Geochemical characterization and origin of cold and thermal fluids


The study of the chemical and isotopic characteristics of cold and thermal waters allow to better understand the interaction processes between rocks and water. During 2017 and 2018, the GEMex team recovered many gas and water samples during field sampling trips in Los Humeros and Acoculco geothermal field. It gives precious information on the main recharge areas, the thermodynamic conditions and the fluid migration in the subsurface.

The study on soil degassing was also performed in Los Humeros and Acoculco geothermal field. The study shows that the CO2 flux rate is related to structural permeability: an increased CO2 flux rate and high concentration of Radon and Thoron isotopes correlate with known faults. Also, the isotopic signature of the CO2 shows that it has a deep origin.

Samples of geothermal fluids from some geothermal wells and thermal springs give the opportunity to develop an auxiliary chemical and isotope geothermometers, in order to better know the deep reservoir temperature in High-T volcanic areas such as Los Humeros and Acoculco.

Laboratory Experiments on Fluid rock interaction under specific conditions (CO2 overpressure at 200-300°C) have been conducted to better understand the hydrothermal alteration processes of the reservoir. Another geochemical modelisation study is on-going: the objective is to reconstruct the deep fluid composition at the well bottom.

Tracers are molecules which behave like sensors when injected in small quantities. The tracer field test* is an essential reservoir management tool when monitoring preferential flow paths and preparing reinjection strategies to maintain sustainability of the reservoir. There are no tracers available which can be used at supercritical conditions, for the ones commonly used are unstable at high temperatures conditions. The GEMEX team is currently investigating tracers which can be then used by field operators in supercritical reservoirs (for exemple in Los Humeros).

* In such a test, the tracer is injected into an injection well, and its reappearance is monitored in production wells over a period of time which varies from a few days till several months and years.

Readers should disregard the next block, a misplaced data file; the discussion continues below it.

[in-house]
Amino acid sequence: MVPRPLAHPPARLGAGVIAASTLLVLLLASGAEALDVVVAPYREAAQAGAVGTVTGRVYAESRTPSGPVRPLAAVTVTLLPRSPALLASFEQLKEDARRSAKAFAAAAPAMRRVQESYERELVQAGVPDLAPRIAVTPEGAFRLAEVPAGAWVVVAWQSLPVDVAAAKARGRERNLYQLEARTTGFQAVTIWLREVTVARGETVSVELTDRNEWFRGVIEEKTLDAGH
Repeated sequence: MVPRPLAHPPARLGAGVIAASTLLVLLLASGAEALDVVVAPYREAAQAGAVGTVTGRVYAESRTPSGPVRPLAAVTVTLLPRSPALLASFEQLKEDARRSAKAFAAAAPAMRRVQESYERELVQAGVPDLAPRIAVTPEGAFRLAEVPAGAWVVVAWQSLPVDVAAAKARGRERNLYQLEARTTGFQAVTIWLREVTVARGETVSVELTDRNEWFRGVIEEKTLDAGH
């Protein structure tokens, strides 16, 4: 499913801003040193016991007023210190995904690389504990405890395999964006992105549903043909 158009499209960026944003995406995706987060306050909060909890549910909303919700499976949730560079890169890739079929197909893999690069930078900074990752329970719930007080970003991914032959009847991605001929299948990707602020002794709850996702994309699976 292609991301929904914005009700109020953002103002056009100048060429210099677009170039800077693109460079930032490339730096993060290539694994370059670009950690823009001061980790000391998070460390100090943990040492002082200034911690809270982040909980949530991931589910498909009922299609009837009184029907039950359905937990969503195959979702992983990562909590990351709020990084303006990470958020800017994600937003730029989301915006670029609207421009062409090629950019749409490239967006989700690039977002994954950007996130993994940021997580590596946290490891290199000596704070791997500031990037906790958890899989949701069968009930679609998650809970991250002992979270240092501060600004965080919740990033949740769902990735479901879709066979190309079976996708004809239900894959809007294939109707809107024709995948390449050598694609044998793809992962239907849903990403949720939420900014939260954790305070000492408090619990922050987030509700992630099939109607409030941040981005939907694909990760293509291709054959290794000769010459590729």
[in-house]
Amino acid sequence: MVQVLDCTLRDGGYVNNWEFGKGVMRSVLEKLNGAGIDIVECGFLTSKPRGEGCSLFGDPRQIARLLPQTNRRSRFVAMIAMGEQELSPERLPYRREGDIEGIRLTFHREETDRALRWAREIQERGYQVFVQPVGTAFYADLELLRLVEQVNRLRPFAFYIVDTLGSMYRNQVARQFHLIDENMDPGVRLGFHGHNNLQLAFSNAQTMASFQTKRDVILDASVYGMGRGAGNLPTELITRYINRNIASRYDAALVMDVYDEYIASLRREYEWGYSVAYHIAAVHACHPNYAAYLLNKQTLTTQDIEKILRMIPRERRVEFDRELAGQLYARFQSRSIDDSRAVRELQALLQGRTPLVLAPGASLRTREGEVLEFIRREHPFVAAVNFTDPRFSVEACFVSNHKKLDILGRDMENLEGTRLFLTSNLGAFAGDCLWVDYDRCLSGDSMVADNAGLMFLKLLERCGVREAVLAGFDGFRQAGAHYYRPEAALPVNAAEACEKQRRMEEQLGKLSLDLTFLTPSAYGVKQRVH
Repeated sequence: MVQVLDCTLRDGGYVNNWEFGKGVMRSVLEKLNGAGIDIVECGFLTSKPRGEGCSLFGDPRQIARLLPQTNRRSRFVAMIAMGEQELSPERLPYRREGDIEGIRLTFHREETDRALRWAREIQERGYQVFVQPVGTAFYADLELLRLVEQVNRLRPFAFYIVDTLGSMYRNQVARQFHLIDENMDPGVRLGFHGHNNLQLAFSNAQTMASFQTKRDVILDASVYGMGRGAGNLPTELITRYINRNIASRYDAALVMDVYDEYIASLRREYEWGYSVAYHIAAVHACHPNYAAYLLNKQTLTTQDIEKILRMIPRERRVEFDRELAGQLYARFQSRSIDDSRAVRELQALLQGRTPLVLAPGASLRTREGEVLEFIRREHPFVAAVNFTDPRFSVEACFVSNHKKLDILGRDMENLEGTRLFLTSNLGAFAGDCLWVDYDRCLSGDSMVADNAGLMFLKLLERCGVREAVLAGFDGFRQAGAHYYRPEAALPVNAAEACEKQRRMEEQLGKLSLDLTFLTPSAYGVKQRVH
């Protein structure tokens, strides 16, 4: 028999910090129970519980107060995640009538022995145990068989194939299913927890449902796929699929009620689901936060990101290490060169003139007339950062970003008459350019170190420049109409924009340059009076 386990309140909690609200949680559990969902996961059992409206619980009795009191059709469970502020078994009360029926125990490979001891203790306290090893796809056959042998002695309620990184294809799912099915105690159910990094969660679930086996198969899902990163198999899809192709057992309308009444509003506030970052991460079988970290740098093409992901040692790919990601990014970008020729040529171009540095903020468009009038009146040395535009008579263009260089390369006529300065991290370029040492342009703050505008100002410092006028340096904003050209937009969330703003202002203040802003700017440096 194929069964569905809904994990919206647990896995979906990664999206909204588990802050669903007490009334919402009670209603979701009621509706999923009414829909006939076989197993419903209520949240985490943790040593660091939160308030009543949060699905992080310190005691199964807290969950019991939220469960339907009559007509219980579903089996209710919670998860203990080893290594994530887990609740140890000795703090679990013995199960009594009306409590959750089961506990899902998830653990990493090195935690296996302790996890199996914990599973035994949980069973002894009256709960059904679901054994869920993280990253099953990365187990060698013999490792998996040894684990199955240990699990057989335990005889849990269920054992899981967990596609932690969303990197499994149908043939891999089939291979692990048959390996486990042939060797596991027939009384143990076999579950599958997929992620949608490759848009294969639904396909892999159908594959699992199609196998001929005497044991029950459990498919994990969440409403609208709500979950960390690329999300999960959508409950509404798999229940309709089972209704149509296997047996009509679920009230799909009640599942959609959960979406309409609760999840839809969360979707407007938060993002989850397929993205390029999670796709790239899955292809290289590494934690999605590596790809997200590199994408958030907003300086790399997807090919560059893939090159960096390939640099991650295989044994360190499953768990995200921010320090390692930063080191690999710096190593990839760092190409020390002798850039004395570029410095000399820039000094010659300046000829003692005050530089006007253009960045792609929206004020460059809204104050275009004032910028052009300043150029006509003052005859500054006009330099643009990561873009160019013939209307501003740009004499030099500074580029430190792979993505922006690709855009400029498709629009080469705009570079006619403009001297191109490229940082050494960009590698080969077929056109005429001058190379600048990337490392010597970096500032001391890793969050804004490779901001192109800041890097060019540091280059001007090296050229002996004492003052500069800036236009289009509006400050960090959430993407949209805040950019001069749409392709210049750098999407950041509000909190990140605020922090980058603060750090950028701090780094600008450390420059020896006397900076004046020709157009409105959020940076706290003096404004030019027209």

Figure 9: Radon/thoron measurement plus taking a gas sample for micro gas chromatography

News

Newsflash #11: GEMex 3rd General Assembly Read more ...

Newsflash #10: First E-News is out Read more ...

Newsflash #9: Meet us at GeoTHERM - 1-2 March 2018 Read more ...

Newsflash #8: GEMex Stakeholders Board Meeting Read more ...

Newsflash #7: GEMex Stakeholders Board Read more ...

Press Release #1: from EU Geothermal research Read more ...

Acoculco

The site at Acoculco, foreseen for EGS development, has been explored by two deep wells drilled by the CFE (Comisión Federal de Electricidad). These wells found hardly any fluids but temperatures around 300°C at a depth of 2 km. The lack of fluids at depth is surprising, as this area of Mexico is subject to abundant precipitation. Nonetheless, the high temperature gradient makes it an interesting target for exploitation and the lack of a clear resource makes it an ideal region for testing our knowledge on how to constrain an area where EGS can be performed.

Los Humeros

The geothermal system at Los Humeros is currently exploited. The northern part of the area, however, is much hotter (>380°C) than the wells used for production today. The development of this part of the reservoir presents a challenge, both because of the high temperature and because of the water chemistry. In addition, the area has only been poorly characterised by geophysical and geological surveys. Therefore our understanding required for the development and exploitation of this super-hot resource is limited. The uncertainty about the potential of this resource and the technical challenges involved with the development of such a super-hot geothermal system currently prevent its economic development.